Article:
When the dust settled on Tuesday night, Rachel Notley and the Alberta NDP had won a stunning victory—and electrified activists from coast to coast to coast. Alberta is a progressive communicator’s “New York, New York”: if we can make it there, we’ll make it anywhere.

So how did the woman who is now premier-designate of Alberta create the magic that propelled the NDP to victory? Because while she didn’t cause the scandals and cynical manipulation that derailed the PCs or the chaos that plagued the Liberals, Rachel and her party were well-prepared to make the most of the opening when it came.

I’ve just posted an article in our NOW Strategy section suggesting six ways Rachel Notley laid the groundwork for the Alberta NDP’s victory. For instance:

Get ready: Yes, Alberta was clearly ready for Rachel…but Rachel was also ready for Alberta. She worked hard on her message and her connection with voters, and that work began long before she was elected leader. It paid off throughout the campaign, and nowhere was that more evident than in the TV debate. In the face of a relentless attack, she kept her cool, stayed on message and even maintained a sense of humour.

Be real: Rachel’s quick wit and highly-tuned bullshit detector are matched by her genuine caring for people, her sense of community and her passionate belief in what the NDP stands for. She had the confidence to let that all shine through authentically; none of it felt forced or insincere. And voters — and the media — clearly recognized it.

Check out the full article here… and let’s talk about what lessons (and inspiration!) you drew from Rachel’s victory. What do you think communicators can learn from Tuesday night’s results?

Photo from Rachel Notley’s Facebook Page.

Your newest must-read website: Civicist

Civicist front page

The high-speed tango that is the dance between technology and politics can be hard to follow. It moves quickly; people seem to be constantly trying new steps; and the folks who fall flat on their faces can take your attention away from the very real successes. Read the rest of this entry »

Memejacking: hopping the bandwagon without getting run over

ACLU meme image excerptEver been tempted to jump on board the latest meme bandwagon—and hope it brings your message along for the ride?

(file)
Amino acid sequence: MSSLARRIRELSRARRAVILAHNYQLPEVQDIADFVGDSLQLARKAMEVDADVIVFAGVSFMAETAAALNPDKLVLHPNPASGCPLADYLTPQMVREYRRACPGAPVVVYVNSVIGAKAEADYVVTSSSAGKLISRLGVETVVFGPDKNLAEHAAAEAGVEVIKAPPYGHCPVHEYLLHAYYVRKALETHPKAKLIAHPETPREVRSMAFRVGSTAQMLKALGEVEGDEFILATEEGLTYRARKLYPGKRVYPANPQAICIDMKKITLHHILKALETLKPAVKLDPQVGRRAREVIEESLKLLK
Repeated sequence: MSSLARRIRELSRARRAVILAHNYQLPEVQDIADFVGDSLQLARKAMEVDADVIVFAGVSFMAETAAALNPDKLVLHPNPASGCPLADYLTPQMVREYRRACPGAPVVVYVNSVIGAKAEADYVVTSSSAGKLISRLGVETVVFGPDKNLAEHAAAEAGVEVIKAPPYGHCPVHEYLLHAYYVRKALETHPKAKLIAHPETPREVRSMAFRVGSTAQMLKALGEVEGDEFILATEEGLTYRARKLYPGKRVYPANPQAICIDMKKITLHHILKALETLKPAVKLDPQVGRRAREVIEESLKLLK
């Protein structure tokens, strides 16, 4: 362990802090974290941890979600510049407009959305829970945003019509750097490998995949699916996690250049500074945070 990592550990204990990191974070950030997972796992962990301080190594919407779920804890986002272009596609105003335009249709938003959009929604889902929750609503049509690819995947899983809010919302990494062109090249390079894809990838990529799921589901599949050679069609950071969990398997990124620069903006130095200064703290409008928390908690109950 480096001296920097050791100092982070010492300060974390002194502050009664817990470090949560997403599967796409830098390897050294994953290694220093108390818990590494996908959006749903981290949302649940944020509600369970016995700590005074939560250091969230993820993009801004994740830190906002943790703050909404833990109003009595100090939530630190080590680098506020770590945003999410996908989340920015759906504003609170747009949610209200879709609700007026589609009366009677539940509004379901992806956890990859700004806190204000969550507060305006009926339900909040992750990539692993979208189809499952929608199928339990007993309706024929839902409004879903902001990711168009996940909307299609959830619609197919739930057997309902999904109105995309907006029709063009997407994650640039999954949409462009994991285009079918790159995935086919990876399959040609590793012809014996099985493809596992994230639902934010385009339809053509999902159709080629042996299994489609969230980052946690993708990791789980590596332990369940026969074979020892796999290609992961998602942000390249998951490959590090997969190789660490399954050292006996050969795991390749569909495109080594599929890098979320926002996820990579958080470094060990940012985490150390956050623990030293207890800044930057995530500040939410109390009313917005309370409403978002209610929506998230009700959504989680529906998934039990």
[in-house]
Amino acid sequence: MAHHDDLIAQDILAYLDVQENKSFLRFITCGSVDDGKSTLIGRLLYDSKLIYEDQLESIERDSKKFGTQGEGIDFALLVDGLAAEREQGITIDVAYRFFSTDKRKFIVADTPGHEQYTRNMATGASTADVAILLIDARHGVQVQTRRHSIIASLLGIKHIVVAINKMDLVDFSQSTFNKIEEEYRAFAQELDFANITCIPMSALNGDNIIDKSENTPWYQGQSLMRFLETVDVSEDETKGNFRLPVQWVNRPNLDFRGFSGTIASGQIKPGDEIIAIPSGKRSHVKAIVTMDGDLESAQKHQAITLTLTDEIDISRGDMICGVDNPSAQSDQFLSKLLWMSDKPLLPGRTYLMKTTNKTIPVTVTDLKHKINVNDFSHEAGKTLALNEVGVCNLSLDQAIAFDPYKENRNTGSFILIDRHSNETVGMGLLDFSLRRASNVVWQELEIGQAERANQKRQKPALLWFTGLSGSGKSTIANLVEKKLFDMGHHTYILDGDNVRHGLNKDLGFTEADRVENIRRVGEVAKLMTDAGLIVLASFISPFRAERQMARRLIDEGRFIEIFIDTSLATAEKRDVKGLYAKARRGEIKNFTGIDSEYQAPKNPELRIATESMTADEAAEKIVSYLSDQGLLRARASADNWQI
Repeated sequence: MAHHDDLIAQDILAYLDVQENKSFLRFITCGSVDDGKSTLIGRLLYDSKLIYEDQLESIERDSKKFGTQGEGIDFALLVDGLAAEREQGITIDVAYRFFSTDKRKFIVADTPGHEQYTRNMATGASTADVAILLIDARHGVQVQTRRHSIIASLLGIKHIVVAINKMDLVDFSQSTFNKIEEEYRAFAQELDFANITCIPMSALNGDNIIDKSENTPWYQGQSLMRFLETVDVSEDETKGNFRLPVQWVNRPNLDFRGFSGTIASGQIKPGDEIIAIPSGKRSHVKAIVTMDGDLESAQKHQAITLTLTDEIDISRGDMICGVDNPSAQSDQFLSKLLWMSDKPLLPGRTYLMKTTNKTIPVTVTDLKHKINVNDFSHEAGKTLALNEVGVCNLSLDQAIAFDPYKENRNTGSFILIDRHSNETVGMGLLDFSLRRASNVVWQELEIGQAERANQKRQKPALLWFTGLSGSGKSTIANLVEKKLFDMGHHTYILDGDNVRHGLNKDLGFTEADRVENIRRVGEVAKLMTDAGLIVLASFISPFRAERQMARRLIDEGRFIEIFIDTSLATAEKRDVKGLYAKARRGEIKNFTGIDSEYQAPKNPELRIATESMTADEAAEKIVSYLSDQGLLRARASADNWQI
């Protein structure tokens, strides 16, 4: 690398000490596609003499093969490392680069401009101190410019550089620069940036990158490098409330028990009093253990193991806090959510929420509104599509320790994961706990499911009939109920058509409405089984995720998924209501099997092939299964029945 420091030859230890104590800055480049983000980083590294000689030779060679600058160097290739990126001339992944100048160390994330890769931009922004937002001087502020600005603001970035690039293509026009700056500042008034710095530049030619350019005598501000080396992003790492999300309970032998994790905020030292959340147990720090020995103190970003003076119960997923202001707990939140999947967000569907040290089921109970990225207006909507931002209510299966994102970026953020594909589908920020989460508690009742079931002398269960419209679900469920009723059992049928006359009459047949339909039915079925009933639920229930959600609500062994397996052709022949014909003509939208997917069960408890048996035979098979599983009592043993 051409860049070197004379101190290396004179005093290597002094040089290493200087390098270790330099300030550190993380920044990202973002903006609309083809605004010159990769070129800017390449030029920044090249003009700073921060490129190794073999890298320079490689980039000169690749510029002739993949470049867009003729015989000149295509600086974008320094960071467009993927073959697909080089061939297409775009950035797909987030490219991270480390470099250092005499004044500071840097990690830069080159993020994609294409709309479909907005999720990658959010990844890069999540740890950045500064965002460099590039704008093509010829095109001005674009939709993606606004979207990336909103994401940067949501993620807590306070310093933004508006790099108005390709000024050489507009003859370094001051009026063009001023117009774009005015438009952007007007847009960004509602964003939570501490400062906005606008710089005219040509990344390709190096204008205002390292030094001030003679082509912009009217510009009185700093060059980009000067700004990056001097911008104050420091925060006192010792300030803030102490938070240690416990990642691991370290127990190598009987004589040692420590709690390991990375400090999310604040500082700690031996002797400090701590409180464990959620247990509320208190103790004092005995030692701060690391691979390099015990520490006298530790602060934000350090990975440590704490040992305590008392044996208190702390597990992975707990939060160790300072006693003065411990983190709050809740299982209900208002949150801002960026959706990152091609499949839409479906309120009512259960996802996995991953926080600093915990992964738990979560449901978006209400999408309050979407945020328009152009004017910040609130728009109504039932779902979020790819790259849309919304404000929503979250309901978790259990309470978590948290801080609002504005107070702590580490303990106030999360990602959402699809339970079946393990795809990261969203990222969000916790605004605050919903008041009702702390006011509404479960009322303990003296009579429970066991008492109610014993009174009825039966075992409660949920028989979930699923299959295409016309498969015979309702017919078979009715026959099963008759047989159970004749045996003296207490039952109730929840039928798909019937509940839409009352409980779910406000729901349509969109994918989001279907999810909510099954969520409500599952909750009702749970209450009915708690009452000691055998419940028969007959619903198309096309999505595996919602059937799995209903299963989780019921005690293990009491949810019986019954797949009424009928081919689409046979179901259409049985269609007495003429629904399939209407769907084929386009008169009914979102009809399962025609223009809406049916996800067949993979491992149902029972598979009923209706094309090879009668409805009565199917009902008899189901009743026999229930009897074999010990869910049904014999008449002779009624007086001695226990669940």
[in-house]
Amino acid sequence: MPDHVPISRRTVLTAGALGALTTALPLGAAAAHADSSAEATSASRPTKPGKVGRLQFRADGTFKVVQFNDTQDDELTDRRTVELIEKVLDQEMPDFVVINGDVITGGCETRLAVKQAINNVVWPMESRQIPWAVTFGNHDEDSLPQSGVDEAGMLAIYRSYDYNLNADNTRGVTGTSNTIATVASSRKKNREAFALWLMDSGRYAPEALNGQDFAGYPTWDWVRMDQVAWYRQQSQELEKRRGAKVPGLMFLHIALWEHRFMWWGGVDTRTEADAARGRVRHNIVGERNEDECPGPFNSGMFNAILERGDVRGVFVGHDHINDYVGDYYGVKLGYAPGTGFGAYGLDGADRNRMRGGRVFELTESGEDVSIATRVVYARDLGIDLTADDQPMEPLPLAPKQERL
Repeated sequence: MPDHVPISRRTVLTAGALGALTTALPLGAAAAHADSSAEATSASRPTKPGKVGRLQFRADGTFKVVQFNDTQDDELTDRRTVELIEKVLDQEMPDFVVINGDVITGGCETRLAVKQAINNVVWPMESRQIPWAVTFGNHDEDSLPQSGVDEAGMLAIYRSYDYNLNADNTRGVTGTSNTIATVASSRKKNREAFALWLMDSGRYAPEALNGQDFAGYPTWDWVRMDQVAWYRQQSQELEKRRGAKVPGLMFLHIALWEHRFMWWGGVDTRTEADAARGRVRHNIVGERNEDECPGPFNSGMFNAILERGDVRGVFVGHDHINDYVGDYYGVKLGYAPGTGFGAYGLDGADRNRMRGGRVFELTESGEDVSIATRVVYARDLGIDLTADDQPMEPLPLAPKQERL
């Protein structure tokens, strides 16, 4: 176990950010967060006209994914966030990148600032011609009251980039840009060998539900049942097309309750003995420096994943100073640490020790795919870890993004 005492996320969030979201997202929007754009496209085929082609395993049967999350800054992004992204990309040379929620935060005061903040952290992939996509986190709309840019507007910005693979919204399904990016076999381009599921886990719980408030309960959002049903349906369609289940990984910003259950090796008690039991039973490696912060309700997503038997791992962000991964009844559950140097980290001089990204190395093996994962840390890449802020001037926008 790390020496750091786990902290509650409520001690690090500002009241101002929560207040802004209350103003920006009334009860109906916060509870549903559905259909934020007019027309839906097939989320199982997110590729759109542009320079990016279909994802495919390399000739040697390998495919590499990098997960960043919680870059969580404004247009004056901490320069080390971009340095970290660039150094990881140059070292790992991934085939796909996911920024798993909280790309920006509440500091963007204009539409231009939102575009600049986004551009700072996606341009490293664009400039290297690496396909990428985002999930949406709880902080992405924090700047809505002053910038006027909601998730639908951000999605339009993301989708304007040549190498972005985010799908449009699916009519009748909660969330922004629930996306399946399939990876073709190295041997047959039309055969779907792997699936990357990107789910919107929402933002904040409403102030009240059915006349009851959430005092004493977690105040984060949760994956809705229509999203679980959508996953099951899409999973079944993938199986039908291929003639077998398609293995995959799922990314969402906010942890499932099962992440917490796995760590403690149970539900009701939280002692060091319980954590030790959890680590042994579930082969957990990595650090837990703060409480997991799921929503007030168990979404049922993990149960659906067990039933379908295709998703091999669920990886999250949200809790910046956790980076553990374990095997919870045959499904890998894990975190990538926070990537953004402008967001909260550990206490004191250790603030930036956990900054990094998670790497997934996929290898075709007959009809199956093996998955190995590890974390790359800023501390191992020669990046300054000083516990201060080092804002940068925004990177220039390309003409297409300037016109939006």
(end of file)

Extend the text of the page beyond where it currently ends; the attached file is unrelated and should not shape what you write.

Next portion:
It’s called “memejacking”. Done right, it lets you tap into the energy of a lively conversation to help amplify your message. Done poorly, it can do you some damage. Read the rest of this entry »

Welcome to the new NOW

Change happens, and we’ve had some big changes at NOW over the past while. New faces. New partnerships. A new head office.

And as of today, a renewed brand: a new logo, a new name and a new tagline. We’re now The NOW Group, and our tagline is “communications creating good.”

Why rebrand? Partly because it’s time: every design grows worn over time, and while ours has stood up far longer than any of us expected, we knew we wanted a change.

And we’re a different company today. The company’s leadership has changed (when the dazzling Ron Johnson retired five years ago, it turns out he meant it!), and we have a nationwide presence with more staff and associates across the country than ever before. We can do more, in more places.

In more ways, too. We’re doing much more training and coaching of our clients’ staff and leaders. Digital has taken on much more prominence, and our online campaigning expertise now sports NationBuilder developer certification. We’ll soon be opening our research facility for conducting focus groups right in the Vancouver head office.

And the work has changed dramatically. Audiences aren’t passive recipients of messages; they collaborate in building your brand and spreading the world. Collaboration is deeply ingrained in our approach: amongst ourselves, with our client, and with their audiences and supporters. Our new name underlines the importance of that collaborative approach—and the team of passionate, experienced professionals we offer our clients.

Which brings us to the things that haven’t changed about NOW… and we’re not just talking about the parallelogram in our logo. We’re coming up on our 25th anniversary next year, and alongside the freshness and innovation, we bring a lot of experience to the table. We’re a modern, forward-looking firm, but we’re still steeped in the values that brought NOW about in the first place back in 1991. Every one of us believes that the forces of positive social change deserve professional, effective communications—“communications creating good”—and we’re committed to delivering on that belief every day.

We look forward to hearing what you think of our new look and our new website. And most of all, we look forward to 25 more years working with you… and creating good together.